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Owasco Lake watershed rules and regulations meeting

Members of the public attend a meeting about updating the Owasco Lake watershed rules and regulations at Cayuga-Onondaga BOCES in June.

When it comes to protecting the Owasco Lake watershed, there are several overlapping entities — scientists, municipal governments and grass-roots groups of citizens — working on solutions. We're glad to see so many people taking an interest, but since the process for affecting change is often going to involve legislative approval, we believe that elected officials are the ones who ultimately need to take responsibility.

During a visit to Auburn this week, state Agriculture and Markets Commissioner Richard Ball said that instead of elected officials, he would rather see soil and water conservation districts become empowered to take the lead on watershed regulations.

We agree that people with water conservation education and specialized training are the experts we should rely on in making choices about what to do. But those people are being funded with public dollars, so there needs to be oversight in place that's directly accountable to local residents.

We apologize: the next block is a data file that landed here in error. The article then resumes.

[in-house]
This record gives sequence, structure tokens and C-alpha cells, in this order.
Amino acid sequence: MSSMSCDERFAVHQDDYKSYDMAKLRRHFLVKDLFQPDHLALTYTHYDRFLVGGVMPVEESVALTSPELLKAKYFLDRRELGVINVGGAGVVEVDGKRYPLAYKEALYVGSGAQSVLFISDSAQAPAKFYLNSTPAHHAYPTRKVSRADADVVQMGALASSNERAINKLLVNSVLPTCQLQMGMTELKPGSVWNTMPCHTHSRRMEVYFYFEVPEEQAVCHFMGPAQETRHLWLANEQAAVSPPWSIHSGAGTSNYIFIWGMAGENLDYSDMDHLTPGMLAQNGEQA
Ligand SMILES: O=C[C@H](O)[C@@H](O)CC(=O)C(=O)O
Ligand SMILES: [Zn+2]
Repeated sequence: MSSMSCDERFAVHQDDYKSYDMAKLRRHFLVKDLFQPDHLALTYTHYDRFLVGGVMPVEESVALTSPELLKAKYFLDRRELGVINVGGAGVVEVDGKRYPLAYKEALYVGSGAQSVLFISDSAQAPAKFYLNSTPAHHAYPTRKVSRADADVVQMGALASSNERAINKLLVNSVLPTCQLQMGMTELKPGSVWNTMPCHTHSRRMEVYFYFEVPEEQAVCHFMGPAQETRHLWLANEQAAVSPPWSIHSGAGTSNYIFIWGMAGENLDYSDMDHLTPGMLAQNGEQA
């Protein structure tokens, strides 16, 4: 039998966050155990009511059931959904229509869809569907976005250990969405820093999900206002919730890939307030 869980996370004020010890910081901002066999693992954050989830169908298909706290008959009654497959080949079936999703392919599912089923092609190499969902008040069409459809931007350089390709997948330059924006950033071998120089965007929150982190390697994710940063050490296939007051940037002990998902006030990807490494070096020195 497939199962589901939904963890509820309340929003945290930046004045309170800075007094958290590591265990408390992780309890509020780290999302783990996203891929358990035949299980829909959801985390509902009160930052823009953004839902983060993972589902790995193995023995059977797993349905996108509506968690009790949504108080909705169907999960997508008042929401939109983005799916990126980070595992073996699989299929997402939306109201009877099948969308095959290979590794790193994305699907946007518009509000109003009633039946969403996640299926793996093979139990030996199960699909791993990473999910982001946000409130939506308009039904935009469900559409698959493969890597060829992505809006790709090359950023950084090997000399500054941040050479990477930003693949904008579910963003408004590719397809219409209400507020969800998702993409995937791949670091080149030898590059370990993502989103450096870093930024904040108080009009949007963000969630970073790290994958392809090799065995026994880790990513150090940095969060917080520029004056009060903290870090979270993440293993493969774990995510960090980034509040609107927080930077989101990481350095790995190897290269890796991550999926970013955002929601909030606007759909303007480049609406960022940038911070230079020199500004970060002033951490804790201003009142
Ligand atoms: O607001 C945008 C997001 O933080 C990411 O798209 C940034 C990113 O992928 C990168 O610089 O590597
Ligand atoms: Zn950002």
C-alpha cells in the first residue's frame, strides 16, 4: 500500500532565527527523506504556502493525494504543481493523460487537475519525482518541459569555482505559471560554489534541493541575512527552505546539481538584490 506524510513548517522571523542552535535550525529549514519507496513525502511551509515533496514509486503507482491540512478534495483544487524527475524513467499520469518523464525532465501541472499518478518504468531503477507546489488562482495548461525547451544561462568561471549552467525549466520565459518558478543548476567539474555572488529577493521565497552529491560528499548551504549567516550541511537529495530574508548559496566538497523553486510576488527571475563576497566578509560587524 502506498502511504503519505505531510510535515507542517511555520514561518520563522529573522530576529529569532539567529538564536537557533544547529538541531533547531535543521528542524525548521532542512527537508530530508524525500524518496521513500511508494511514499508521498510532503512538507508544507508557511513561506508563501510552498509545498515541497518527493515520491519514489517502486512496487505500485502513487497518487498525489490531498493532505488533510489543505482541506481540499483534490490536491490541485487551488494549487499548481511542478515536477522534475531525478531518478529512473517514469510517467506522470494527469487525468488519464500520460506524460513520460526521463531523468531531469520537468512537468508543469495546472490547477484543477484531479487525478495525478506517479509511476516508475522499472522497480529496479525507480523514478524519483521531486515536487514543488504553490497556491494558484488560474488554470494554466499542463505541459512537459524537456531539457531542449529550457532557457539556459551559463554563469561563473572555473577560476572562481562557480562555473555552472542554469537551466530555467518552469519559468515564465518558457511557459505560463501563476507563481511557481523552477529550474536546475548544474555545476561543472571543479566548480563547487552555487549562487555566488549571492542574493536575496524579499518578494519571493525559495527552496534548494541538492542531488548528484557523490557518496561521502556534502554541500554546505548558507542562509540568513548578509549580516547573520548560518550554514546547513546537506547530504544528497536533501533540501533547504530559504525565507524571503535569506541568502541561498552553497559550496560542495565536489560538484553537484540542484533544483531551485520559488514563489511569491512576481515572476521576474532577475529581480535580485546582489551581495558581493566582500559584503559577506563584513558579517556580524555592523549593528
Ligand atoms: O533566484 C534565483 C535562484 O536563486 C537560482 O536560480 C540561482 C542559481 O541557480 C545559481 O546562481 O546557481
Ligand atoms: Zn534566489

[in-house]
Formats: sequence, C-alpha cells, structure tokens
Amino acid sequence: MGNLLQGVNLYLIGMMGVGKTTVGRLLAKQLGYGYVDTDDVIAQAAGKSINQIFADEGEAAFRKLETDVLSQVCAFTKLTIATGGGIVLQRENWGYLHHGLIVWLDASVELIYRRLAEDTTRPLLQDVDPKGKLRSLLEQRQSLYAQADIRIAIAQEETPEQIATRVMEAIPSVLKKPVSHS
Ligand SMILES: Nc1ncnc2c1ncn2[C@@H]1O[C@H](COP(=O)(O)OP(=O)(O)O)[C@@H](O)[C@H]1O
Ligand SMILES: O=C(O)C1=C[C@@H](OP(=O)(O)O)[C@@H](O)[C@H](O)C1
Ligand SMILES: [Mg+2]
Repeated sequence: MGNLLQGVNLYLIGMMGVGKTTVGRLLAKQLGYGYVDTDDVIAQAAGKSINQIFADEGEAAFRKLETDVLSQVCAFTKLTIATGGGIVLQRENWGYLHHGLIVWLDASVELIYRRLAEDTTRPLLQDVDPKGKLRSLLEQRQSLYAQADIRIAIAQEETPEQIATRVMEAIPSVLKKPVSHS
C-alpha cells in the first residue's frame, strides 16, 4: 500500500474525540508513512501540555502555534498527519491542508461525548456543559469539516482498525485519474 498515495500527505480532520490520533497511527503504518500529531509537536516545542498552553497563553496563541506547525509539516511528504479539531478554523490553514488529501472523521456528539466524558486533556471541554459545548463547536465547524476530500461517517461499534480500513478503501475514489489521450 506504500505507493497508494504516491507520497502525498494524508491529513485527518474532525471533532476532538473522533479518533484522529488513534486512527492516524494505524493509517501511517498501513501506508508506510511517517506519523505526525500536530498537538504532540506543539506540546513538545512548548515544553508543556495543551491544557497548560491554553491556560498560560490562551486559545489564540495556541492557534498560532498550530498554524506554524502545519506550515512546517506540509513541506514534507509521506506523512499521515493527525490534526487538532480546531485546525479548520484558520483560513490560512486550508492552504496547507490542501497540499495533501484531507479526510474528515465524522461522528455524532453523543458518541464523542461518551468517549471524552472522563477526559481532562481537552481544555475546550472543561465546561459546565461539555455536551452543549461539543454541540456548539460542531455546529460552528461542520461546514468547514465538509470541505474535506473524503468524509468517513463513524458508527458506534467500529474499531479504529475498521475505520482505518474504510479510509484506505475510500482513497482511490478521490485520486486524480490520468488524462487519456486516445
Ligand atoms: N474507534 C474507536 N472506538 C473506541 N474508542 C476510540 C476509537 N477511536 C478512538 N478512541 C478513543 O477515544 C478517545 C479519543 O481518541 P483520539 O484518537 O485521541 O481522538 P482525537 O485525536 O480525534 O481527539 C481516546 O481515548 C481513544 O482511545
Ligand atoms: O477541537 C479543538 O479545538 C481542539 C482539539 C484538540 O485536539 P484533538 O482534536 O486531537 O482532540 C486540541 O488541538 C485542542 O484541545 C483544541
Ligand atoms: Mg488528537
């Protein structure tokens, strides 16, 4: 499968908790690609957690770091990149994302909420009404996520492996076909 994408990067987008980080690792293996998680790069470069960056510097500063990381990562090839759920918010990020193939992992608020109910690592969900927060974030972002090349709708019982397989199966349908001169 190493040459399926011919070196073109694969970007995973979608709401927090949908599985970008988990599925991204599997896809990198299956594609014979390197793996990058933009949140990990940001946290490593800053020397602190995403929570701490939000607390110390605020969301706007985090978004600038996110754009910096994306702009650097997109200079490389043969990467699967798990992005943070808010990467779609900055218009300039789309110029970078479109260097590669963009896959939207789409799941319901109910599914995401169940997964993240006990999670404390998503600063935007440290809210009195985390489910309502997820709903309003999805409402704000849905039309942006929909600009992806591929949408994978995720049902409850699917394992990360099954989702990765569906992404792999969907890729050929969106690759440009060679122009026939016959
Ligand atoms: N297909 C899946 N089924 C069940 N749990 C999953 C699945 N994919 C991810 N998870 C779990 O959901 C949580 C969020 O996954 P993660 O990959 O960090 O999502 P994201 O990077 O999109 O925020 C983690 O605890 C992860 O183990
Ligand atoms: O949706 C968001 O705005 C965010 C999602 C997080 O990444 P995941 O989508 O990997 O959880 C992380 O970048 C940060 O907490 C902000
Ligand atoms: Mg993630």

We think it's a bit too cynical for Ball to suggest that "a nice group of people who just got elected" shouldn't have a significant part to play. Taxpayers don't get to decide who is running things at soil and water, their elected representatives do. But taxpayers get to choose who those elected representatives are.

Government should, of course, utilize the experts and listen to them, but the people in public office are ultimately responsible for getting things done. At the end of the day, somebody needs to be held accountable for progress — or lack thereof — so if those people fail, the voters have the option of finding others to take over the work.

The Citizen editorial board includes publisher Rob Forcey, executive editor Jeremy Boyer and managing editor Mike Dowd.